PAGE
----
Starlin Castro, One Year Later

One thing is for sure: Starlin Castro can hit. With nearly 1,000 major league plate appearances under his belt, Castro is an established .300 hitter — and he's 21 freaking years old.

But what else can we say about Castro's skill set, roughly 1,000 PAs after his debut? Let's look at some more sabery stuff — like BABIP, ISO, and UZR — to evaluate Starlin's growth over the past two seasons.


In his debut season, Castro posted a .346 batting average on balls in play (BABIP), one of the highest such rates in the league. And while BABIP does fluctuate from year to year for both pitchers and hitters, it tends to be more stable for offensive players, moving up and down with a batter's batted ball types and speed.

Some folks might have assumed Castro's high BABIP in 2010 was the product of a season-long lucky streak. But that theory has since been debunked, as Starlin has basically the same BABIP this year that he did last year, giving him the 7th-highest BABIP in the league since his debut. Furthermore, he has a lower strikeout rate than all six of the hitters ahead of him in BABIP. That means if he can increase his home run totals over the next few years while keeping the BABIP high and the K-rate low, he's as good a bet as any to win a batting title. But I guess we already knew that about him.

Derek Jeter, who posted a BABIP similar to Castro's in his first couple years in the league, posted multiple seasons with a BABIP at or above  .380.

2) ISO

Speaking of tacking on a few more HRs: has Castro's power increased at all this season? The answer is yes. His isolated slugging percentage (ISO, or SLG - AVG) is up by 11 points this year, up from .108 to .119.

Jeter's ISO in his first few years hovered around .115, before bouncing around between .150 and .200 for a few years, when his HR totals varied between 15 and 24. But Jeter's power stroke really didn't present itself until his age 24 season, so it may be a while for Starlin as well. (See this image for a better idea of what I'm talking about.)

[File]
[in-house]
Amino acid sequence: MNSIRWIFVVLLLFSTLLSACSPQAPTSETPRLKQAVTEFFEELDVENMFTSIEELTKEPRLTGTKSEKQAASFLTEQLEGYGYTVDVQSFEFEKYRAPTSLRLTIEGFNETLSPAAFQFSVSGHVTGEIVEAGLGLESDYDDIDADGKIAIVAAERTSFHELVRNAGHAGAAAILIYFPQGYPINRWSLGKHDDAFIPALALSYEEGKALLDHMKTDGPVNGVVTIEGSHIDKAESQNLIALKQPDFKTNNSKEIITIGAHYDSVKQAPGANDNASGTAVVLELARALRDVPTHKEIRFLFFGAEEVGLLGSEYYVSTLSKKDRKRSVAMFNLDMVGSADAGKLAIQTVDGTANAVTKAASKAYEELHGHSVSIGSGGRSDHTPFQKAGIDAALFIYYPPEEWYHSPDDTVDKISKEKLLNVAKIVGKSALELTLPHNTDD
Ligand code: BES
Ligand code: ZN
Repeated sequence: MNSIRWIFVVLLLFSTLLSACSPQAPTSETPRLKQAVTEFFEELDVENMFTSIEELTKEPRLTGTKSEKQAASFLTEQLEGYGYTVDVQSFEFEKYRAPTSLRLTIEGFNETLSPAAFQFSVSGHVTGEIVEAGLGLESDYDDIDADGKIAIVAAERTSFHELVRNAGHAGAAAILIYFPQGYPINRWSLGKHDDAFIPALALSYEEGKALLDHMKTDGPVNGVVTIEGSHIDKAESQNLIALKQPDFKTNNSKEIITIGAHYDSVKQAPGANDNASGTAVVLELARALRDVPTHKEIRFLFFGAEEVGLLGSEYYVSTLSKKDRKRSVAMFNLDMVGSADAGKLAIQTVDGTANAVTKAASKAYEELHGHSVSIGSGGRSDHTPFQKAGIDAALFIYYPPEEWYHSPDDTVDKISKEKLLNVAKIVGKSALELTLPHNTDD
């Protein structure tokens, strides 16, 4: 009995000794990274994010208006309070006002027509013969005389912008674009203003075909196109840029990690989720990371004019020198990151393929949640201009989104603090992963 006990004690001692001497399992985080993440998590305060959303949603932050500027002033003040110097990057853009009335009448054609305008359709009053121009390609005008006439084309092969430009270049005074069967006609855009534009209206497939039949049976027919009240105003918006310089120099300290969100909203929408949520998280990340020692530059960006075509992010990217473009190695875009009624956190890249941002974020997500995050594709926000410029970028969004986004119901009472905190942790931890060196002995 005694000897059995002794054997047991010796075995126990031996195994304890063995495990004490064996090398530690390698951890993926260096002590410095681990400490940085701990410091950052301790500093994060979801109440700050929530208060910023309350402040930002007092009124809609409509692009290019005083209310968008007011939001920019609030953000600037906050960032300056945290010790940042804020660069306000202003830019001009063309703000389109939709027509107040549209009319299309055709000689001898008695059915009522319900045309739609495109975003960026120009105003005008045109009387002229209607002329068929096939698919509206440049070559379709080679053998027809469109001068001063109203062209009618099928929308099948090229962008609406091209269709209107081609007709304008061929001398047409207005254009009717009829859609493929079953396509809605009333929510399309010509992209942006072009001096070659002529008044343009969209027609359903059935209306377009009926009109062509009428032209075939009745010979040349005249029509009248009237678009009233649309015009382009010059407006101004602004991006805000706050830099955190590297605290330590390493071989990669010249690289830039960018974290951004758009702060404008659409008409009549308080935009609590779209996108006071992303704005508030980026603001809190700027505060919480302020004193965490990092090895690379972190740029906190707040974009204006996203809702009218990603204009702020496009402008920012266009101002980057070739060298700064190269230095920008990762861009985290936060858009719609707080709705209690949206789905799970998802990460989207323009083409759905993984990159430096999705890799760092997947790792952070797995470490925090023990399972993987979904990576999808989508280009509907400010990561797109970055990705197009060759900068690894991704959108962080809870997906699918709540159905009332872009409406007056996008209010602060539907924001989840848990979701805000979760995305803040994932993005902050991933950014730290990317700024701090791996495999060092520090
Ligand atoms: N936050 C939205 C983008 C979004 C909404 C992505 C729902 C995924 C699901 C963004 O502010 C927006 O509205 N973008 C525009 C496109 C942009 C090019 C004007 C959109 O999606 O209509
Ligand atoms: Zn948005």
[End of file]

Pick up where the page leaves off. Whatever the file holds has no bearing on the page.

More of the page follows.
3) K/BB

Starlin isn't any more patient this season than he was last year — in fact, his BB% has gone down, from 5.7% to 4.1%. But his strikeout rate is down also, from 14% to 13.3%. For me, the numbers are so close over the past two years that I don't think they'll change much over the next several seasons. But whatever, he's already a .300 hitter at age 21 so who are you to criticize his approach Mr. Sour Pants?

4) Speed

Last year: 10 SB against 8 CS. In 2011: 12 SB against 5 CS. Better, but still a little ways to go.

5) Defense

His fielding percentage has improved slightly, from .950 to .965. But who cares about fielding percentage? Instead, check out UZR, which says his runs allowed on errors are down — but his range and double play ability are apparently worse, too. If you ask me, my eyes say he's getting better about making routine plays. I'm worried that some people are still saying he won't be able to stick at SS as he gets older, but I'm not smart enough to have an opinion on the issue myself. He's certainly got the arm to stay on the left side of the infield, but I guess we'll see if that's at SS or 3B.


I guess that's about all I've got. The hitting/running signs are good, but I don't know if we know any more now than we did a year ago about his future on defense.